marriage and closure.

I’m sitting on the edge of my bed, swinging my dangling feet, letting them hit my box spring and bounce back forward. Back, and then bounce. Back, and then bounce.

“So, Ben’s getting married, eh?” Alex reveals to me on the phone.

The bouncing stops; I immediately start laughing. Hard. There’s no way he’s possibly getting married; we’re twenty-one years old. “No fucking way.”

“No, I actually swear. Chris told me. He got invited to the engagement party already.”

“He’s making a huge mistake, obviously.” I say so matter-of-factly that I wonder if I sound possessive. Or bitter. “When did he meet this girl? He just broke up with Jess, didn’t he?” I continue.

“Yeah, it’s bizarre. Like they literally met like six or seven months ago. And apparently he’s moved into her family’s house, and just bought a car and-”

“Did he end up doing the cop thing?”

“No, Chris said he doesn’t even have a job right now. And,” she emphasizes her voice for a big delivery, “apparently he bought a brand new Camaro and is on some seven year plan to pay it off or something?”

I start laughing again, what an idiot. “By the time he pays off the car he’s gonna need a new one.” I’m shaking my head even though I recognize that no one can see me.

Ben Chambers is getting married.

I let that statement sink in and I’m not exactly sure how I feel. I realize for the first time that my heart’s been beating fast. “I actually can’t even deal with this right now,” I say.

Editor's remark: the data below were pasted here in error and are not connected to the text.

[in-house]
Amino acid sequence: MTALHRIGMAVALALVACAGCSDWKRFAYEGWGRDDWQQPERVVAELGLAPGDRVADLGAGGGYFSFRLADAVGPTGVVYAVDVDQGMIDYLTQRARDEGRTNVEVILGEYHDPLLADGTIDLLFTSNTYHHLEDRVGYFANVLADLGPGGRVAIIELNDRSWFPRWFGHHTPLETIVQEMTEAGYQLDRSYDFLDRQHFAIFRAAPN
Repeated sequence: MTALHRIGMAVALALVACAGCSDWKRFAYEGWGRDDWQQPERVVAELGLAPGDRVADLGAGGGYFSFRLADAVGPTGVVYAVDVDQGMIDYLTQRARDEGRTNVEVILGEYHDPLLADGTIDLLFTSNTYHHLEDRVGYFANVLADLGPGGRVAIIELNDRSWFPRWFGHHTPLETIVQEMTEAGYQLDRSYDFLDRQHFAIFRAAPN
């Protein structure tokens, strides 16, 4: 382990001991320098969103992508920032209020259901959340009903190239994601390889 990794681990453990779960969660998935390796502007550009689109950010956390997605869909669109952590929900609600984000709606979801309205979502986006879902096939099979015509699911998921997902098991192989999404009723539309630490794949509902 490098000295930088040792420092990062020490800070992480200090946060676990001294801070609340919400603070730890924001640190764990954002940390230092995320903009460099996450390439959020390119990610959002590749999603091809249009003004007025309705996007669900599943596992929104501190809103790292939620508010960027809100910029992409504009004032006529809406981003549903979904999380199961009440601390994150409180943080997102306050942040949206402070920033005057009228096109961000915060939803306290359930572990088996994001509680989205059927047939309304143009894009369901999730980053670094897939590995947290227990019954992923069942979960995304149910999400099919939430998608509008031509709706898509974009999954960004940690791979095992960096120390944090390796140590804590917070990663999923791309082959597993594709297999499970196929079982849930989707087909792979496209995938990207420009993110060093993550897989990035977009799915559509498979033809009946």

“Right? It’s crazy.”

“Who’s the girl?” Of course I have to ask.

“I don’t know. He knew her brother when him and Tyler went through their car phase and were all into fixing them. The guy brought his sister one day, and that’s how they met. Apparently she works at the bank though, and the family’s super rich.”

“Is she pretty? What does she look like?” Of course I have to ask.

“I don’t even know. I only know her first name, so I can’t even creep her. Chris said she’s Trinidadian though.”

I kind of laugh. “This is so weird, man.”

“I know. It’s really weird.”

“Really weird, yeah,” I pause and take a deep breath. There are butterflies in my stomach. I can’t exactly understand why I feel so nervous. A nervous that I can feel all through my body. Like I’m tingling. I guffaw, whatever stay calm, and then continue, “yeah. Yeah. It really is. I mean I almost feel like I should talk to him, but I don’t even have his number anymore. Plus he’d never take it well.”

The conversation is silent. I feel the hand that is holding my iPhone getting damp with perspiration.

“Oh, shit,” I say, “I have to get ready for work!” I lie easily. I don’t want to be having this conversation anymore.

“Okay, true. I’ll talk to you later.”

I get up from my bed and walk towards my big white bookshelf. My hand moves passed the Rubik’s cube, and the snow globe my relatives from Trinidad gave me, to find what I’m looking for. I take down the tiny silver jewellery box that’s a replica of a treasure chest, and open it to find one charm. It’s silver and handmade – you can tell by the imperfect oval shape – and on one side there’s an angel engraved, on the other the word in all capitals: love. I turn it around in my fingers continuously, and let him in.